Resilience among gay/bisexual young men in Western Kenya: psychosocial and sexual health outcomes.

AIDS 2015 Dec;29 Suppl 3:S261-9

aDepartment of Health Behavior and Health Education, University of Michigan School of Public Health, Ann Arbor, Michigan, USA bNyanza Rift Valley and Western Kenya (NYARWEK) Network cNyanza Reproductive Health Society, Kisumu, Kenya dSchool of Medicine, Maseno University eDivision of Epidemiology and Biostatistics, University of Illinois at Chicago School of Public Health.

Objective: To explore associations between intrapersonal and interpersonal factors and both sexual and psychosocial resilient outcomes among young gay, bisexual, and other men who have sex with men (GBMSM) in Western Kenya.

Design: Cross-sectional observational study.

Methods: Five hundred and eleven GBMSM ages 18-29 were recruited from nine communities in Western Kenya using community-based mobilization strategies. Participants completed an audio computer-assisted self-interview survey in English or Duhluo. We estimated four three-step hierarchical linear regression models to examine associations between predictors (intrapersonal and interpersonal factors) and four resilient outcomes (psychological well-being, self-esteem, condom use, HIV testing).

Results: Psychosocial well-being model (modeled conversely as depression/anxiety) was significant (F(13,424) = 106.41, P < 0.001, R = 0.765) with loneliness, lesbian/gay/bisexual (LGB) difficult process, LGB identity superiority, and reactions to trauma as predictors. Self-esteem model was significant (F(12,425) = 6.40, P < 0.001, R = 0.153) with known HIV-seropositivity, perceived social support, internalized homonegativity, and LGB difficult process as predictors. Condom use model was significant (F(13,379) = 4.30, P < 0.001, R = 0.128) with perceived social support, self-esteem, and reactions to trauma as predictors. HIV testing model was significant (F(12,377) = 4.75, P < 0.001, R = 0.131) with loneliness, LGB identity uncertainty, LGB difficult process, and LGB identity superiority as predictors.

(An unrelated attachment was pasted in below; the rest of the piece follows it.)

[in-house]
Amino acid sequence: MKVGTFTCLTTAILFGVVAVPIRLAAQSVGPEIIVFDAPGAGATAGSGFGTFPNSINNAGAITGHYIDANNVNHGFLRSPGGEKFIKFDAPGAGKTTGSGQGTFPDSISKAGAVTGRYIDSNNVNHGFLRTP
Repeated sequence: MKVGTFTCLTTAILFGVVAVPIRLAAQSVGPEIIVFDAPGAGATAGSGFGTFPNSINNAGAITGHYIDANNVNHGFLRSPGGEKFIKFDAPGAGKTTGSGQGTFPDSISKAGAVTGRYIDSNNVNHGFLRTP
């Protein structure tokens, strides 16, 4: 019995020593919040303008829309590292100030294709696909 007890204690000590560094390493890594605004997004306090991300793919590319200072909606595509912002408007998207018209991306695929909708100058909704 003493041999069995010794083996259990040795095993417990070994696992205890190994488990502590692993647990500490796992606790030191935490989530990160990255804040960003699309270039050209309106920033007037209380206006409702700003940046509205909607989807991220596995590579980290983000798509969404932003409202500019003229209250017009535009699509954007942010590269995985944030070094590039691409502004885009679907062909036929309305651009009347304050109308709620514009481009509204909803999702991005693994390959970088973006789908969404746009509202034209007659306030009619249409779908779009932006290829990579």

Conclusion: This study demonstrates the variety of ways in which intrapersonal and interpersonal factors are associated with HIV-related resilient outcomes for young GBMSM in Western Kenya. HIV prevention programs for this population should be developed in collaboration with GBMSM and include intervention components that promote resilience.

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http://dx.doi.org/10.1097/QAD.0000000000000905DOI Listing
December 2015
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